It amassed over 20 million visits since the launch and became the all-time, highest-rated concert performance in the history of the Roblox platform. 

While most organizations don’t have the resources to put this level of creativity into their virtual events, the Roblox event approach showcases the value of incorporating unique entertainment or engagement opportunities – especially in an ongoing way – to reach and keep larger audiences. 

Multi-Purpose Community Groups

“One area that I think virtual events are so good at are intimate experiences,” explained Robin. “You can have your in-person event with tens or even hundreds of thousands of attendees, but the virtual event is where you can have your working groups or reunions.” 

Community groups are essential building blocks from both the organizer’s and attendees’ perspectives – and a virtual event can help facilitate those kinds of intimate enrichment experiences in a much more accessible way.

Robin also explained that virtual event platforms give organizers and companies a “multipurpose room” – a way to adapt based on their community’s needs and interests. “One minute, it’s a product showroom; the next, it’s an educational webinar, and then it’s a place for C-suite executives to hang out.”

This kind of event design flexibility only exists in the virtual event space, so use it to your advantage. 

“People meet for all sorts of reasons, not just events,” Robin said. “So, how do you broaden your thinking? How do you showcase a new product? How do I train my salespeople?” She continued, “during the pandemic, we were being very narrow, focused on virtual as a substitute for necessary events. Now, we can figure out other ways to use them and bring our communities together.”

Collaborative Spaces

Keeping employees thoroughly and consistently engaged is challenging when everyone is in the same place. The surge in remote work adds further complication.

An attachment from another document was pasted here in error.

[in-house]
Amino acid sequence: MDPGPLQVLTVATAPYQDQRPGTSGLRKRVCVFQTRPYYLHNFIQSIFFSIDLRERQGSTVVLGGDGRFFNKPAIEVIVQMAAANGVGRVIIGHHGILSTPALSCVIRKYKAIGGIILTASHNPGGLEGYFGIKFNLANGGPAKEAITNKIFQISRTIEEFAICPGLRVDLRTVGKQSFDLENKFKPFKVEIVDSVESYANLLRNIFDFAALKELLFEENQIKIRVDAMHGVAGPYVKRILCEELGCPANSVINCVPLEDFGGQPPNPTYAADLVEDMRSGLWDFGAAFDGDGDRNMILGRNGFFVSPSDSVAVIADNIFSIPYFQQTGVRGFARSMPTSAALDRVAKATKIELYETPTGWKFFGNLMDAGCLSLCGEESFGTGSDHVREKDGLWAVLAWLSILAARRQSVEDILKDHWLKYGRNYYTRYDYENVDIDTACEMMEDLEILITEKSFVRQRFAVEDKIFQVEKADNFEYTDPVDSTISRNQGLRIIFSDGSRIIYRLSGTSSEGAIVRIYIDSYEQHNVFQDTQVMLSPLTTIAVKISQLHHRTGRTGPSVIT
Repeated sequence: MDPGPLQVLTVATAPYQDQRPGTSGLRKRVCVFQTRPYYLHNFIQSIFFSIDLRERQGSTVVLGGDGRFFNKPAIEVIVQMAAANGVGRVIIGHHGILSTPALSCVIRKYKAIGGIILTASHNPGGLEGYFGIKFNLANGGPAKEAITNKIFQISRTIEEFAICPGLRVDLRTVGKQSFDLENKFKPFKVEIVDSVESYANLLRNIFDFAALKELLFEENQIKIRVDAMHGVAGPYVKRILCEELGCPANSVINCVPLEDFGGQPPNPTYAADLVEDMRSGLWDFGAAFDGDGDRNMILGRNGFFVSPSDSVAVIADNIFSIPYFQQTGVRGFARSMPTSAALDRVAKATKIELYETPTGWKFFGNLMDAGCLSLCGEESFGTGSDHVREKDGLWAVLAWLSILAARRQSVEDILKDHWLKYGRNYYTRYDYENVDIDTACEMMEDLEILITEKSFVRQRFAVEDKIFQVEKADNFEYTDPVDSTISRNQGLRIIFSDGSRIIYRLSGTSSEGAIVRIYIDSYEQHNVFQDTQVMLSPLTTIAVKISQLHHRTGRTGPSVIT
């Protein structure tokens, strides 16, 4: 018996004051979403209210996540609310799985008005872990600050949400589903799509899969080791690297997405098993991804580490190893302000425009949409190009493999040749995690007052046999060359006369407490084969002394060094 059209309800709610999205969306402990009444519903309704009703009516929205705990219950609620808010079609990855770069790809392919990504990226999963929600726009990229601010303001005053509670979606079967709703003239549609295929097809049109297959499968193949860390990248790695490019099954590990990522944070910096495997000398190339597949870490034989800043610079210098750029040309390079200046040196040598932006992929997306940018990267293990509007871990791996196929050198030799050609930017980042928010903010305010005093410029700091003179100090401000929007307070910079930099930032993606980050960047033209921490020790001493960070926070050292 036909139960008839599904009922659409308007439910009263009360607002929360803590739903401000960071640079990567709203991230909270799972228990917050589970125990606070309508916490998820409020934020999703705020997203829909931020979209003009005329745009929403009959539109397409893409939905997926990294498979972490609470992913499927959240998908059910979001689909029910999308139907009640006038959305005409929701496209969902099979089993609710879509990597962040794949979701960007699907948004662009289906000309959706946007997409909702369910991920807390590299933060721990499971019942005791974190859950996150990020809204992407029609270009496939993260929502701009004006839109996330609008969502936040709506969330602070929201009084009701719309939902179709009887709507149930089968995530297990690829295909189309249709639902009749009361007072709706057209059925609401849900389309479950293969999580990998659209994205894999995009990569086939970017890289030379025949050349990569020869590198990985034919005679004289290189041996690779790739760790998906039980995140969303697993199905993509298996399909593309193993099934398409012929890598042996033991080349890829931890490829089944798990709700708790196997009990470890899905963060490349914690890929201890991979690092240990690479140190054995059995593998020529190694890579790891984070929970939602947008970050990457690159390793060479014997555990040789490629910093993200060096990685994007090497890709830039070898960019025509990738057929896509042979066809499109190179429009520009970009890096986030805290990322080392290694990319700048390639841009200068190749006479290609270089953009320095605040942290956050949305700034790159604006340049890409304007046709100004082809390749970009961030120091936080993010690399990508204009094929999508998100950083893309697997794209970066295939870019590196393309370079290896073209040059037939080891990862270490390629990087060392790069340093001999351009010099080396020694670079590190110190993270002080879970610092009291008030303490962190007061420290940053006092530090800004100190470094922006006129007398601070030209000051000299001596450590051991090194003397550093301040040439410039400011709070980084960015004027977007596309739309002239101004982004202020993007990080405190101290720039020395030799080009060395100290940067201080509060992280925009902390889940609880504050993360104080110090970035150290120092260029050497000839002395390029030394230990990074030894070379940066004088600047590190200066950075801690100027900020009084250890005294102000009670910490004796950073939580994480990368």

Hybrid work is ripe for disconnects – especially when employees don’t have regular collaboration opportunities. For example, how do you ensure an equal voice for employees when three people are together in an office and a fourth calls in from home? 

Virtual events and platforms featuring live collaboration tools can bring your company together without geographic barriers, travel expenses, or even language differences. 

These virtual event tools can help organizations get creative to foster the formal and informal ways team members work together, solve problems, and spur positive change. Using virtual events to encourage more community-based learning and collaboration also helps employees develop new skills by learning from each other – whether during meetings, learning groups, or lunch-and-learns.

These are just a few ways virtual event  and event tech platforms have been and will continue to evolve. However, with all the time and resources invested in virtual events, this is just the beginning, according to Robin. “This is such a good time to think big.”

Interested in learning more about Evenium’s virtual event platform? Sign up for a demo.